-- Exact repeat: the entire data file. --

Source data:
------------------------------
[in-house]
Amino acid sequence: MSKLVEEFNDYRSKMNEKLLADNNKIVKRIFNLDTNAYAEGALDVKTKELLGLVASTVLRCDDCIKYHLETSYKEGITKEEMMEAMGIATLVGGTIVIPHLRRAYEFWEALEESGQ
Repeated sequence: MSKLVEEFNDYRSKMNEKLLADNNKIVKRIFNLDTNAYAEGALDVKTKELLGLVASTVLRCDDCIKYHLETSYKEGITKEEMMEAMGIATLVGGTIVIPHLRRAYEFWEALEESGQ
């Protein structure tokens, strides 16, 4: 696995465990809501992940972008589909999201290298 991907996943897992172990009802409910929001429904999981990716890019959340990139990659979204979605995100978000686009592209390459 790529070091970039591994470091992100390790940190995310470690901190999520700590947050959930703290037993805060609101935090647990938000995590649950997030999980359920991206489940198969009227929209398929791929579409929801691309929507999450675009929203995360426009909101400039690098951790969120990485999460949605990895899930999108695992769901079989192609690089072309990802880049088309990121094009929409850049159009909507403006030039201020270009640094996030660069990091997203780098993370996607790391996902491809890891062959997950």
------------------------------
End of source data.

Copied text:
[in-house]
Amino acid sequence: MSKLVEEFNDYRSKMNEKLLADNNKIVKRIFNLDTNAYAEGALDVKTKELLGLVASTVLRCDDCIKYHLETSYKEGITKEEMMEAMGIATLVGGTIVIPHLRRAYEFWEALEESGQ
Repeated sequence: MSKLVEEFNDYRSKMNEKLLADNNKIVKRIFNLDTNAYAEGALDVKTKELLGLVASTVLRCDDCIKYHLETSYKEGITKEEMMEAMGIATLVGGTIVIPHLRRAYEFWEALEESGQ
């Protein structure tokens, strides 16, 4: 696995465990809501992940972008589909999201290298 991907996943897992172990009802409910929001429904999981990716890019959340990139990659979204979605995100978000686009592209390459 790529070091970039591994470091992100390790940190995310470690901190999520700590947050959930703290037993805060609101935090647990938000995590649950997030999980359920991206489940198969009227929209398929791929579409929801691309929507999450675009929203995360426009909101400039690098951790969120990485999460949605990895899930999108695992769901079989192609690089072309990802880049088309990121094009929409850049159009909507403006030039201020270009640094996030660069990091997203780098993370996607790391996902491809890891062959997950």